PROVIDENCE, R.I. — Brian Sandoval spent his Saturday morning 3,000 miles from home tucked away in a convention center ballroom where two top Trump administration officials tried to persuade him that everything would be okay under their plan to dramatically alter the nation’s health-care system.
As a result, the Republican Party’s seven-year quest to overhaul the Affordable Care Act remains at serious risk of hitting another wall next week.
More than any other Republican in the country right now, Sandoval, the centrist governor of Nevada, could hold the power to sink or salvage the health-care bill that Senate GOP leaders are hoping to pass in the coming days.
Sandoval’s voice is more influential than perhaps any other Republican governor here — largely because what he decides is widely expected to determine the vote of his home-state GOP colleague, Sen. Dean Heller. Senate Majority Leader Mitch McConnell (R-Ky.) has already lost two Republican votes. A third would be game over.
Among the 32 state executives who attended the National Governors Association summer meeting here this weekend, no one drew more attention and interest than Sandoval, a square-jawed 53-year-old with neatly parted dark hair, a made-for-TV smile and a political disposition that is the antithesis of President Trump.
All weekend, he has been besieged — by reporters taking his temperature and by administration officials, including Vice President Pence, trying to persuade him that the Senate bill would not hurt his Nevada constituents despite its deep federal spending cuts to Medicaid.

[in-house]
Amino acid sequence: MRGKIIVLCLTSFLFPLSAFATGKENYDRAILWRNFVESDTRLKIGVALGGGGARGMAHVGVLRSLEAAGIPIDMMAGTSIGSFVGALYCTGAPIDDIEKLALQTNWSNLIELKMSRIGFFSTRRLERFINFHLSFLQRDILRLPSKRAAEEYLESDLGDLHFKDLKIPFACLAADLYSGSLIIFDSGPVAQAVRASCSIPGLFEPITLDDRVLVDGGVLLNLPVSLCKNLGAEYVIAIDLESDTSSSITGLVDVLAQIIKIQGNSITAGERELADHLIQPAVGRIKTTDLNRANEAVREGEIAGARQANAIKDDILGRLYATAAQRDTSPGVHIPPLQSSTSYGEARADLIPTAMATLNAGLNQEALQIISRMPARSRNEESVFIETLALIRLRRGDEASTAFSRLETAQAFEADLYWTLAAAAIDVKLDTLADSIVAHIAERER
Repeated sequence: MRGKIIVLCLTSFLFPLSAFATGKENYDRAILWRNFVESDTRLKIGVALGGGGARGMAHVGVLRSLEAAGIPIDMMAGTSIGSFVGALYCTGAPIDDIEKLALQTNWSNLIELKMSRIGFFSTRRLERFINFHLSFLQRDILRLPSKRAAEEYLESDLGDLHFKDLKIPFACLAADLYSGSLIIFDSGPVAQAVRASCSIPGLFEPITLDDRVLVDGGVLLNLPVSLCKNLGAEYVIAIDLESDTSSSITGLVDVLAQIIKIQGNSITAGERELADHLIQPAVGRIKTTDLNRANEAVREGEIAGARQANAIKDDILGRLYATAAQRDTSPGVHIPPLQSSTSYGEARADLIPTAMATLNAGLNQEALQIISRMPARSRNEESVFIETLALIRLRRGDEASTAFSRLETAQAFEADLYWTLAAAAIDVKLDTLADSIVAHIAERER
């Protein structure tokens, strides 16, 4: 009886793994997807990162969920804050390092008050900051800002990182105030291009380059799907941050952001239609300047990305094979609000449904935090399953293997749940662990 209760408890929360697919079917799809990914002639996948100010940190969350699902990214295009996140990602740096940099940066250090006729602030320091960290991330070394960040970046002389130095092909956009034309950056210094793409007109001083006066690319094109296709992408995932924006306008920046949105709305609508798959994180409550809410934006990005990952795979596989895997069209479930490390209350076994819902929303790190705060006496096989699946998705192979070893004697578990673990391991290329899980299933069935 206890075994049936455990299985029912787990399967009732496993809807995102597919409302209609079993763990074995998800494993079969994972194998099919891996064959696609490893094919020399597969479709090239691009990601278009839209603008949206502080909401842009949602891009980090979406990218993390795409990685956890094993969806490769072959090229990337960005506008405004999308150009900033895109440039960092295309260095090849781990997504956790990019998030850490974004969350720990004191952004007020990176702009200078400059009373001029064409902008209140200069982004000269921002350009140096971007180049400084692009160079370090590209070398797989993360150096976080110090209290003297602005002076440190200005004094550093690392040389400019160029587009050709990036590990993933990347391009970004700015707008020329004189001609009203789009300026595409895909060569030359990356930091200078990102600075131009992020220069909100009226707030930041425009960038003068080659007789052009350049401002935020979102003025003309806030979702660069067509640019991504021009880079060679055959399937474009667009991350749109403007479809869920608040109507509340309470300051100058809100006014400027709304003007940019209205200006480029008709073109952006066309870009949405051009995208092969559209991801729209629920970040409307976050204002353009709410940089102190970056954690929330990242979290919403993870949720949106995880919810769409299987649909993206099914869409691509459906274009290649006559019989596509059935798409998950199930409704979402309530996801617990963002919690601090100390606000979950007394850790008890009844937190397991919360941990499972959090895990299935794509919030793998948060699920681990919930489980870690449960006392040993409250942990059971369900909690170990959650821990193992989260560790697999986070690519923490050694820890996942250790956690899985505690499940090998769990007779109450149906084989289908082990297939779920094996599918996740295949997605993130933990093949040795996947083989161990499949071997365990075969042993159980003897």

So far, he isn’t buying what the administration is selling. “I’m no different than I was,” Sandoval told reporters after a governors-only meeting Saturday morning with Health and Human Services Secretary Tom Price and Seema Verma, administrator of the Center for Medicare and Medicaid Services. He said he is likely to come to a final decision “early next week.”
The Trump administration mounted a full-court effort here in Providence, recognizing the resistance not only by Sandoval but other Republican governors who are potentially influential with their state’s senators. Despite a heavy public and private effort, however, the administration appeared to have changed no minds — and may even have hardened some of the opposition.
One moment in particular drew private criticism from governors of both parties — when Pence openly targeted Ohio Gov. John Kasich (R), a vociferous opponent of the Republican health-care proposal, with inaccurate facts about Medicaid waiting lists for the disabled in Ohio.
At a meeting Saturday morning with governors, Price and Verma sought to discredit other analyses showing potentially devastating consequences for states under the Senate bill, including a yet-to-be released analysis by the nonpartisan Congressional Budget Office and an independent analysis by the health-care firm Avalere, which was presented at the meeting.
Other key Republican governors also expressed skepticism about the bill after the closed-door gathering, highlighting the Trump administration’s struggles. “There’s still work to be done,” said Arizona Gov. Doug Ducey. Arkansas Gov. Asa Hutchinson theorized that the Senate bill “is probably not the bill that’s actually going to be voted on.”
Heller cited Sandoval when he announced his opposition to an earlier version of the Senate bill. The two men and their staffs are in close contact analyzing the newer version.
Sandoval, first elected in 2010, was the first Republican governor in the nation to decide to expand Medicaid under the Affordable Care Act. He sees some strong similarities between his current predicament and that one.